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Jay Leno's sad return to 'The Tonight Show': A review

Jay Leno returned to "The Tonight Show" Nov.

Jay Leno returned to "The Tonight Show" Nov. 7, 2014 -- a night that will live in late night TV infamy. Credit: NBC / Mitchell Haaseth

Jay Leno performed at the Tilles Center Saturday night, and for all I know, Jay rocked the house. But what happened Friday on "The Tonight Show"?

His first real return to "Tonight" since February, the first return of a "Tonight" host to the stage of his renown in anyone's memory -- maybe ever. (Did Jack Paar come back to Johnny's show for a brief curtain call? Some sharp-eyed readers have reminded me that indeed he did -- in 1986, in at least one instance.)

The moment was, to be clear, historic, or at minimum, highly noteworthy.

But in hindsight, the return of this particular king established, if this ever needed establishing, that you can't go home again. Once departed, stay departed. It's over. Move on. Say nice things about the new host if you must -- fine -- but don't go on the new host's show.

Johnny Carson had it exactly right. Go quietly, but definitely go.

Leno apparently did not get that memo, not that one was ever issued nor ever needed to be. Going back was a mistake.

What were the problems? He opened with a monologue that actually began with a joke about "Bangkok." Seriously. I thought there was a law, perhaps unwritten, that said no standup anywhere at anytime must ever make fun of the word "Bangkok" -- unless you're just starting out, say, in the sixth grade and really want to impress some fifth graders.

And it actually went down from there: Jokes about flip phones -- flip phones! -- Lawrence Taylor's old arrest (with an accent on OLD -- didn't that take place four years ago?)

Even jokes about "bingeing" and "Depends."

It was very, very sad. 

Here's why: Jay reminded viewers, forcibly so, why this transition took place, had to take place. Fallon, visibly nervous the entire night or at least as long as Leno was within punching distance, probably wanted to throttle the producer -- or more likely NBC executive -- who insisted on this booking.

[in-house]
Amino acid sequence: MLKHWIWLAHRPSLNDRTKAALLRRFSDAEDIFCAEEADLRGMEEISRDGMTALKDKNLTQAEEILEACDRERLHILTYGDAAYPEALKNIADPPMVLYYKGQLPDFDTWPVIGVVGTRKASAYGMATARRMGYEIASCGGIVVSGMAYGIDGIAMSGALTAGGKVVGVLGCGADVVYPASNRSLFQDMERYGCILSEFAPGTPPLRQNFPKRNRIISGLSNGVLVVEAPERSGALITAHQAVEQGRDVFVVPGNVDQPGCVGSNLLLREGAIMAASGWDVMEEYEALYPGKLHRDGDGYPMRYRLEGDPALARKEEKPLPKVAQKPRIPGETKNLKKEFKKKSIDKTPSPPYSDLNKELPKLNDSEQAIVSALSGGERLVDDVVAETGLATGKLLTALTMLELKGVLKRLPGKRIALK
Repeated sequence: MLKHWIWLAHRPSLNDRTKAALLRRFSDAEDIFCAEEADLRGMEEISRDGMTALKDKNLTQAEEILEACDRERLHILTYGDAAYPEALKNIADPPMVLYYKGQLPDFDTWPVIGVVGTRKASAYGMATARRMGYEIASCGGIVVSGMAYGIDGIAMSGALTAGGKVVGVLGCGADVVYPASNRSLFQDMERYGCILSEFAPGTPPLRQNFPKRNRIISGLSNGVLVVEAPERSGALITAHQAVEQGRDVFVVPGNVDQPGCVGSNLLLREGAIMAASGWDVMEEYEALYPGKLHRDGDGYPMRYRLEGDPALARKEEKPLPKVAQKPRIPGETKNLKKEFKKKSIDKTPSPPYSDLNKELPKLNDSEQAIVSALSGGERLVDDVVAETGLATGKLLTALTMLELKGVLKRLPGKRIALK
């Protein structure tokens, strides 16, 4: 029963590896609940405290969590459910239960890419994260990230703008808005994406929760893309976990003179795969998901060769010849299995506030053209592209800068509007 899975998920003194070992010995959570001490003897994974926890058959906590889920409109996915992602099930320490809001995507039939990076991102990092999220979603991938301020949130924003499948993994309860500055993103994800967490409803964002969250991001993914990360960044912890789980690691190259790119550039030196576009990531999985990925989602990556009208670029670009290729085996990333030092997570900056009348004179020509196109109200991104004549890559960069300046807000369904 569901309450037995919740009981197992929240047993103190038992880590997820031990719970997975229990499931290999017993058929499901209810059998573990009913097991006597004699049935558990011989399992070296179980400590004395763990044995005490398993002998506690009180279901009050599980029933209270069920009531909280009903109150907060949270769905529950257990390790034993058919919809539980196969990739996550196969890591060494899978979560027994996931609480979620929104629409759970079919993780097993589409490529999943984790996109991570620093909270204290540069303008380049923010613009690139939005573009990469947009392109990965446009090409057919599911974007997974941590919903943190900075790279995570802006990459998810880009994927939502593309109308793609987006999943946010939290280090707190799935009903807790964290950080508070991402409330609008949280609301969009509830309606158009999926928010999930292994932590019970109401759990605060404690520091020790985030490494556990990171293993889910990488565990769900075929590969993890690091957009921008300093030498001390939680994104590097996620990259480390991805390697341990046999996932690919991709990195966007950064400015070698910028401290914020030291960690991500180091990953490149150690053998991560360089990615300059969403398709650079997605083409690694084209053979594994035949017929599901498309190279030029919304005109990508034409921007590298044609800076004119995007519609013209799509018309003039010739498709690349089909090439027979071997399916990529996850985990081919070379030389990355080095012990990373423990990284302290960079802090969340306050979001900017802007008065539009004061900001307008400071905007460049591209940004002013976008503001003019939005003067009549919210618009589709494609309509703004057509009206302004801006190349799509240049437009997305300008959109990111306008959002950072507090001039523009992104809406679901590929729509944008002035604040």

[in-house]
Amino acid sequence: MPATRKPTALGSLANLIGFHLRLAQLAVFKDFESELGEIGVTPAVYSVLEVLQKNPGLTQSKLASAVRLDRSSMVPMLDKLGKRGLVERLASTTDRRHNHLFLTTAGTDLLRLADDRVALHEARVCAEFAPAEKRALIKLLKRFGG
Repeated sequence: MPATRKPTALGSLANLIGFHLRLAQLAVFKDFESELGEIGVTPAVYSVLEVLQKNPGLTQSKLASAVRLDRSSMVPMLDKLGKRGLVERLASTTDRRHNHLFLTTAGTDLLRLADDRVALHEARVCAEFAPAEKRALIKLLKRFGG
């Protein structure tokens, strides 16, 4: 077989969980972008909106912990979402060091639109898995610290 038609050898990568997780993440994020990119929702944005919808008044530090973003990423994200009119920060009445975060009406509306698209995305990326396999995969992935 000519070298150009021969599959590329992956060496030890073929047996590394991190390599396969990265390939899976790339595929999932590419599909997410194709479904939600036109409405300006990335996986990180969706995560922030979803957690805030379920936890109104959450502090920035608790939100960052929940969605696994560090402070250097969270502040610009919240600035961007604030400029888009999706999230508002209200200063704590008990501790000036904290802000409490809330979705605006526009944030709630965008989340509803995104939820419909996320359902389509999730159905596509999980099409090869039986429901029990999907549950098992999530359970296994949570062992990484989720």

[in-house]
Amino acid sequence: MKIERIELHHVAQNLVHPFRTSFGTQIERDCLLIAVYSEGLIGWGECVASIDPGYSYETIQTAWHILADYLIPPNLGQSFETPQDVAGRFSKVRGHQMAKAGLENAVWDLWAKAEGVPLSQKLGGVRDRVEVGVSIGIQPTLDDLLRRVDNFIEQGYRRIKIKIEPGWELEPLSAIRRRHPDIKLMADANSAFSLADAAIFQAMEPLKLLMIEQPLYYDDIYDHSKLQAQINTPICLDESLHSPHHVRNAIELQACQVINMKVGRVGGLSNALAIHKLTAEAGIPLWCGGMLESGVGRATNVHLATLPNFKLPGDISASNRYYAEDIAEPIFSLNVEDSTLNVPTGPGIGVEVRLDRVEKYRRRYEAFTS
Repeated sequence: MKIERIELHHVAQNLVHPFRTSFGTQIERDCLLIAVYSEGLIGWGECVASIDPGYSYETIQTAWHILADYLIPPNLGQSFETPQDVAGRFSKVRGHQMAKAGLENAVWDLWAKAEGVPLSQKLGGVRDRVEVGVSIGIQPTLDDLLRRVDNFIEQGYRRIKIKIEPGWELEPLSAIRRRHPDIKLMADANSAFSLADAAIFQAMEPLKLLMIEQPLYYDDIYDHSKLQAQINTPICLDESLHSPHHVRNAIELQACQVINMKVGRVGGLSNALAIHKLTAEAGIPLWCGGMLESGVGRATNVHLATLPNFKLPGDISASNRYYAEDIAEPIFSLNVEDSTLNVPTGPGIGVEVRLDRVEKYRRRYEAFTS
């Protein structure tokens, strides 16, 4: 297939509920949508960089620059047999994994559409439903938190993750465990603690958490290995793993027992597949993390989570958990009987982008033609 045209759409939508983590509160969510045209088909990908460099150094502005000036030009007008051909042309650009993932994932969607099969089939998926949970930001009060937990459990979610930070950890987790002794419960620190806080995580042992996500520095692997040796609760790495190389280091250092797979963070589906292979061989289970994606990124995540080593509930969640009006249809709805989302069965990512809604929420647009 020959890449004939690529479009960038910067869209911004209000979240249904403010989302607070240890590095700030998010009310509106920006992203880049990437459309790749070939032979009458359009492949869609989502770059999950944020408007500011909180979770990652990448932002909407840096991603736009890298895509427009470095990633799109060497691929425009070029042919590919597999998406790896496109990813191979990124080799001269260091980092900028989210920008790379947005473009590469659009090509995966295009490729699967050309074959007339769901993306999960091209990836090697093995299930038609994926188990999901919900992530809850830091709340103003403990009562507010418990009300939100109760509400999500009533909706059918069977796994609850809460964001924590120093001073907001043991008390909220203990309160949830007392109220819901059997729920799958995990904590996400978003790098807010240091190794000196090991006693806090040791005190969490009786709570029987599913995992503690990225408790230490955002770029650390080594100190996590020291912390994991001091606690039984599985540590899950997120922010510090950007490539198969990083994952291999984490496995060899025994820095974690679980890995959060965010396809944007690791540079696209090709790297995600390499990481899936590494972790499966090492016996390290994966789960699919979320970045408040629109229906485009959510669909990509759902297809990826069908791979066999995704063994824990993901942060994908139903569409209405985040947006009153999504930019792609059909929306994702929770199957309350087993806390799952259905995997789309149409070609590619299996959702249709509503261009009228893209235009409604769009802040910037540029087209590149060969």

Just say no, Jimmy. That's your prerogative. Just say no.

Or at least next time.

The interview, such as it was, offered nothing: Just two guys circling one another, looking for laughs that refused to come, trying to establish something -- when nothing could possibly be established.

Jay is the former host. Jimmy is the current host. This combination does not mix. It should not mix. What was NBC thinking? NBC was not thinking. There, that's your answer.

Jay remained on the couch -- or rather chair -- when the next guest came out, and that was Mistake No. 2. Lucy Liu was the guest, and you, as host, know you're really in trouble when a guest has funnier lines than either you or the former host, who happens to be sitting just two feet away.

She noted that if the chat with Jimmy didn't work out "I'll just turn to Jay."

What happened next was almost disturbing. Liu told a story about how she was with some friends from Israel, who (when they saw Jimmy Fallon on the street) mistook him for a construction worker.

Fallon started to laugh, and then Leno took over: A loud, roaring, over the top guffaw, and clearly both a denunciation of and mockery of Fallon's predilection for the loud, over-the-top guffaw.

Poor Jimmy. I almost felt sorry for him.

OK, enough. I didn't start out this fine Sunday morning to write up a mean post about Jay Leno or Jimmy Fallon -- two people I happen to like, and admire. Jay, in fact, is a good guy -- really, unless you subscribe to Conan's view -- and one of the great stand ups in history.

 But Friday night he proved that you simply cannot go back -- you can't return to remind people of what once was, or jarringly remind them that perhaps it should never have been.

The disconnect was simply too great, too -- honestly -- painful.

Let's remember what we should remember: Jay Leno was, for the most part, an industrial strength "Tonight" host who essentially kept the franchise going, and going well, for more than 20 years. He was a marvel of endurance -- a guy who spun hundreds of thousands of jokes, some good, some clearly awful and a few laugh-out-loud funny ones from the day's events over a two-decade span. He had on guests, asked them questions, then said, "Next."

His "Tonight" was a factory line, and the line just kept on going.

But that was then. This is now. Jay's next late night stop will be Craig Ferguson's last show in December. That should actually be a good one. Ferguson knows how to ask questions, and Leno -- if he wants to be thoughtful -- knows how to answer them.

But Friday -- sorry, Jay fans -- was a disaster.

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